A third game, Chronos, showed a brief trailer — again, in third-person. And again, I don't know how it plays. It looks like it involves moving around a labyrinth.
At least we saw a few games, though — and all of them will be available next year. That's the one big thing that Oculus has going for it right now: We need games, we need experiences to show off VR that aren't just hobbyist demos — and Oculus has them, thanks to staffing up on the dev side.
Prepare for an Oculus-Valve VR smack-down
Now, the big question is whether it's enough to beat Valve? And the answer: I honestly don't know. I'll admit: After trying the Vive, I'm a bit disappointed by the Rift's lack of get-up-and-walk-around VR. On the other hand, Valve's device is probably going to cost quite a bit more and require a lot of space to take full advantage. The Rift is pretty easy to get up and running with.
And of course, there's also the release date issue. The Vive is expected to launch later this year. The Rift won't launch until early 2016. Oculus doesn't seem too worried, but I can't help but wonder what sort of effect launching first will have on the competition.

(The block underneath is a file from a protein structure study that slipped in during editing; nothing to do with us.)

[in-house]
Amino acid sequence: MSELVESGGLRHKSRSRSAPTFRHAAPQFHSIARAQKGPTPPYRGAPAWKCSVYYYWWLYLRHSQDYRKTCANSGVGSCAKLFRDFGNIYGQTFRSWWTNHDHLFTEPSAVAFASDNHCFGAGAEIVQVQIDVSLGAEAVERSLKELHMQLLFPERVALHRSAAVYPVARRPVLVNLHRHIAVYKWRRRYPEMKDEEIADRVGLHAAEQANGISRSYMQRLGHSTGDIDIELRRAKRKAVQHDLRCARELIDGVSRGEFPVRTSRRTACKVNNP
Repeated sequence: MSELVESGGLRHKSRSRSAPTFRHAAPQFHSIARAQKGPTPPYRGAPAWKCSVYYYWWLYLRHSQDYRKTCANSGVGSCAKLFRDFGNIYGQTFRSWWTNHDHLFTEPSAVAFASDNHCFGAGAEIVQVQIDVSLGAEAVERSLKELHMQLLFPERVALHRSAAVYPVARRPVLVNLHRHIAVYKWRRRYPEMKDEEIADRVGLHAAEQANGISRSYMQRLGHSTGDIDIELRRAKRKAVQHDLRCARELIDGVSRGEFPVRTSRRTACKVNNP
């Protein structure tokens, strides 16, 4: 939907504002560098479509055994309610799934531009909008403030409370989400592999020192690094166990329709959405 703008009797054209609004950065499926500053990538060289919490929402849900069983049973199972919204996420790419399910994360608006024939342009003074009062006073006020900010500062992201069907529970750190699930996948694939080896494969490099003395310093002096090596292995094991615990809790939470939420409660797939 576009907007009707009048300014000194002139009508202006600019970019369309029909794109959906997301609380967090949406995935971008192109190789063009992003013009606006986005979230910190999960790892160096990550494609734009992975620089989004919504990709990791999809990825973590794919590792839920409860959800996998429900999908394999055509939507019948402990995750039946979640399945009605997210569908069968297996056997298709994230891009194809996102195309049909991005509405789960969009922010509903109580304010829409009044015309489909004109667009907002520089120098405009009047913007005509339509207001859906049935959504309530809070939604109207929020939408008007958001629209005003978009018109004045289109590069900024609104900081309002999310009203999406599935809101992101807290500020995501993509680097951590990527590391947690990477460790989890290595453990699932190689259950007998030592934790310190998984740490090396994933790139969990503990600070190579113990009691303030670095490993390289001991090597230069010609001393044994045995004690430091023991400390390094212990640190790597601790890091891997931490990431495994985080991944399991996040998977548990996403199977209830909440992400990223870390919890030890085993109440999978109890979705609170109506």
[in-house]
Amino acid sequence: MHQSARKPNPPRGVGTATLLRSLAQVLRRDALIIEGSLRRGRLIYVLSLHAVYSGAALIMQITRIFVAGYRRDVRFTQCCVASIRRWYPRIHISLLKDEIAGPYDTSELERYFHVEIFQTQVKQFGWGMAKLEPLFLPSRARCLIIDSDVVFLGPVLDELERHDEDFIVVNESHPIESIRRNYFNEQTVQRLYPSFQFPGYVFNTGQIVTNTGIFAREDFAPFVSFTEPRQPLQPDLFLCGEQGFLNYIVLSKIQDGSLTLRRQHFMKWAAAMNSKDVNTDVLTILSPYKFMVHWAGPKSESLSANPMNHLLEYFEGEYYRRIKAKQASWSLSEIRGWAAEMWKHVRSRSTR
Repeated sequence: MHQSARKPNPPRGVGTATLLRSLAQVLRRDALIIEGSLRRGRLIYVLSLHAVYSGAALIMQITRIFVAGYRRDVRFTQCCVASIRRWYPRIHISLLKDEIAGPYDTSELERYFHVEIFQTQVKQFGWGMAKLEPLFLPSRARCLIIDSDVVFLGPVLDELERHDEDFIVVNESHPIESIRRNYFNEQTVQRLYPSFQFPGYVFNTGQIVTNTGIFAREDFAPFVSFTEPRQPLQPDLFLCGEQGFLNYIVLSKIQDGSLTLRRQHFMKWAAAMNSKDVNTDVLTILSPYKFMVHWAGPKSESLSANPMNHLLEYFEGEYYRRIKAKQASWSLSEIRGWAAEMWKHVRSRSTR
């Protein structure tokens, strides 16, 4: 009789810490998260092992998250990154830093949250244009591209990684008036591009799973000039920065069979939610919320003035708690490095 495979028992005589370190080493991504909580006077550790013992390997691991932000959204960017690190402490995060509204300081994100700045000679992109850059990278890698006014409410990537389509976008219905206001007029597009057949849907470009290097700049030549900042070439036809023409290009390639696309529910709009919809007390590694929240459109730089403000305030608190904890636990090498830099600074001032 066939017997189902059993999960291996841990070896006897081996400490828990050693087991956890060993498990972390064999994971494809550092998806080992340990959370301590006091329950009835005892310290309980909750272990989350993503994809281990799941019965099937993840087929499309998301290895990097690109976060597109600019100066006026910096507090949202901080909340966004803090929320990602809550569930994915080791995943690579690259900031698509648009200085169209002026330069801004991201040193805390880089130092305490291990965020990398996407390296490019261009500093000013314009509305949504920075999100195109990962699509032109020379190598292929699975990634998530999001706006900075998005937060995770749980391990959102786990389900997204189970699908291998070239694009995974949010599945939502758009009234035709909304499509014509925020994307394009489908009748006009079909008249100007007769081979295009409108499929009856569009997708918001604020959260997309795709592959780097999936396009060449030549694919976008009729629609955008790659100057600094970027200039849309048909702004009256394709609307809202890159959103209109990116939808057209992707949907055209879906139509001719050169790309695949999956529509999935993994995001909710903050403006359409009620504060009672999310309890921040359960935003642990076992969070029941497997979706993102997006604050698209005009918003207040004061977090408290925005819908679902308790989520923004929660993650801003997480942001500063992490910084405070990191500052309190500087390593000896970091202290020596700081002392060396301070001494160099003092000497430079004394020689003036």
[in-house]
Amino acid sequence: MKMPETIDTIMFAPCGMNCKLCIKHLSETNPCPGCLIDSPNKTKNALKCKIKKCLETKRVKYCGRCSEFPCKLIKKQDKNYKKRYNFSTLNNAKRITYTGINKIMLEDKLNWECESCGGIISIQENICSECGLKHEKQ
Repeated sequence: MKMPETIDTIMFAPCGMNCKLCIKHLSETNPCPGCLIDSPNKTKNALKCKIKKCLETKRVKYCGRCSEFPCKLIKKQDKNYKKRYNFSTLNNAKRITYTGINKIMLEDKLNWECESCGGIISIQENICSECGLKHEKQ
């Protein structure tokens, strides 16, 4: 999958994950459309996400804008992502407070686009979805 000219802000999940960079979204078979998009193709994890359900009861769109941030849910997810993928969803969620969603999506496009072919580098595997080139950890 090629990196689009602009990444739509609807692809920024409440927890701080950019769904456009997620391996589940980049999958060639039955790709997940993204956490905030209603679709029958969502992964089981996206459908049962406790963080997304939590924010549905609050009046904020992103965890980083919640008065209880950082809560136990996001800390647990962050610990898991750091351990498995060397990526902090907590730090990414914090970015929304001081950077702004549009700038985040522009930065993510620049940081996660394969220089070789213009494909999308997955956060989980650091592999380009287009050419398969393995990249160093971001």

It's ambiguous. I honestly don't know which will come out on top, though I expect we'll have a better idea coming out of E3 next week. That'll be the first time we'll get to go hands-on with a lot of what Oculus showed today.
Either way, I'm excited. We're near the point where these devices will be real. They'll be things you can touch, buy, and play with instead of simply words on a page. Will people embrace virtual reality? Will it overcome the stigmas, silence the naysayers, and become (as I hope) the future (or at least part of the future) of gaming?
We'll see. I'll have hands-on impressions of the Consumer Rift literally as soon as I can strap one to my face. Stay tuned to PCWorld for more!
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